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Zhao L.,University of Minnesota | Fu H.-Y.,University of Minnesota | Zhou W.,Biologics Process Development | Hu W.-S.,University of Minnesota
Engineering in Life Sciences | Year: 2015

The productivity of cell culture manufacturing for biologics has increased momentously in the past decades. Increasingly, the process research efforts are devoted into improving product quality and consistency. Consistent process performance and successful implementation of quality by design practice requires well-utilized process analytical technology. This review summarizes recent progress and current status of bioprocess monitoring. Many sensors for bioprocess monitoring have been available for decades while new ones, especially spectrometric sensors, are making their way into cell culture bioprocesses. On-line sampling devices have grown mature in the past decade thus making many instruments traditionally used for off-line analysis available for at-line use. With a general trend of using better defined medium for cell cultivation and increasing emphasis of process analytical tools, the spectrometric methods are also making headway in cell culture process monitoring. The integration of those sensing technologies will be important to advance the real-time monitoring of the state of cellular physiology for the control for process consistency and product quality. © 2015 WILEY-VCH Verlag GmbH & Co. KGaA, Weinheim. Source


Nakazawa T.,University of Shizuoka | Ishiuchi K.,University of Shizuoka | Praseuth A.,Biologics Process Development | Noguchi H.,University of Shizuoka | And 2 more authors.
ChemBioChem | Year: 2012

Fungal genomes carry many gene clusters seemingly capable of natural product biosynthesis, yet most clusters remain silent. This places a major constraint on the conventional approach of cloning these genes in more amenable heterologous host for the natural product biosynthesis. One way to overcome this difficulty is to activate the silent gene clusters within the context of the target fungus. Here, we successfully activated a silent polyketide biosynthetic gene cluster in Aspergillus oryzae by overexpressing a transcriptional regulator found within the cluster from a plasmid. This strategy allowed us to isolate a new polyketide product and to efficiently decipher its biosynthetic pathway. Through this exercise, we also discovered unexpected activities of the biosynthetic enzymes found in the cluster. These results indicate that our approach would be valuable for isolating novel natural products and engineering analogues of comparable, if not more potent, bioactivity. © 2012 WILEY-VCH Verlag GmbH & Co. KGaA, Weinheim. Source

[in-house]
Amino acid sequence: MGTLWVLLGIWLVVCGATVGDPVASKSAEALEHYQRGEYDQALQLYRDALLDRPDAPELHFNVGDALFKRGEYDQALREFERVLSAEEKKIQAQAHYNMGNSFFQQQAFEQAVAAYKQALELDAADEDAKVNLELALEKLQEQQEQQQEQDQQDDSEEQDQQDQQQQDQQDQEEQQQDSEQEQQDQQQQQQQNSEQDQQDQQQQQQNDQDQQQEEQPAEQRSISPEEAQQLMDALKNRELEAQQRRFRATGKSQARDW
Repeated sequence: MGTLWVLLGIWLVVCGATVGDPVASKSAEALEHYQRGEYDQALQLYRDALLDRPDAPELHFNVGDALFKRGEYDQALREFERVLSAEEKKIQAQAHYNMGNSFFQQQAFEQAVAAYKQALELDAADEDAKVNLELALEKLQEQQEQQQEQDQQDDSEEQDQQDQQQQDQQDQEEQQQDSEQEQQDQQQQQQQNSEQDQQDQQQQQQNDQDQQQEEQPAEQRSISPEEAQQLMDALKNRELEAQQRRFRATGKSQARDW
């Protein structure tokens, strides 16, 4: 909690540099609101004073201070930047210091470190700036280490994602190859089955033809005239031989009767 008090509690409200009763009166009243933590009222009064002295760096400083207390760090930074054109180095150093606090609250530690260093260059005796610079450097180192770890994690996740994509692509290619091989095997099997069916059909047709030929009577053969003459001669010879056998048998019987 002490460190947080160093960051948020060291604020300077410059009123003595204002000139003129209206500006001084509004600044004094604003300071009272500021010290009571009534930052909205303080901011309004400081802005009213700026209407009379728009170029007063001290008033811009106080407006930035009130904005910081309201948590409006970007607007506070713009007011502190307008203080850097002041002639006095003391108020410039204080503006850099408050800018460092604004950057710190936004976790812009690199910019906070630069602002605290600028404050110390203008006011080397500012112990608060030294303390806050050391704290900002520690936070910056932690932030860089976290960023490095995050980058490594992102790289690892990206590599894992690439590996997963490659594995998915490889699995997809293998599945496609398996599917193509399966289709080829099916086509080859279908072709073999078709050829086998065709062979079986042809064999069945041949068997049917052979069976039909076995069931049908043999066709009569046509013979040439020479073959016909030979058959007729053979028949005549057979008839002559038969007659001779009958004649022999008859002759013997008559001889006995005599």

Villiger-Oberbek A.,Genzyme | Yang Y.,Genzyme | Zhou W.,Genzyme | Zhou W.,Biologics Process Development | And 2 more authors.
Journal of Biotechnology | Year: 2015

A high-throughput (HT) cell culture model has been established for the support of perfusion-based cell culture processes operating at high cell densities. To mimic perfusion, the developed platform takes advantage of shake tubes and operates them in a batch-refeed mode with daily medium exchange to supply the cultures with nutrients and remove toxic byproducts. By adjusting the shaking parameters, such as the speed and setting angle, we have adapted the shake tubes to a semi-continuous production of a recombinant enzyme in a perfusion-like mode. We have demonstrated that the developed model can be used to select clones and cell culture media ahead of process optimization studies in bioreactors and confirmed the applicability of shake tubes to a perfusion-like cell culture reaching ~50E6 viable cells/mL. Furthermore, through regular cell mass removal and periodic medium exchange we have successfully maintained satellite cultures of bench-top perfusion bioreactors, achieving a sustainable cell culture performance at ≥30E6 viable cells/mL and viabilities >80% for over 58 days. The established HT model is a unique and powerful tool that can be used for the development and screening of media formulations, or for testing selected process parameters during both process optimization and manufacturing support campaigns. © 2015 Elsevier B.V. Source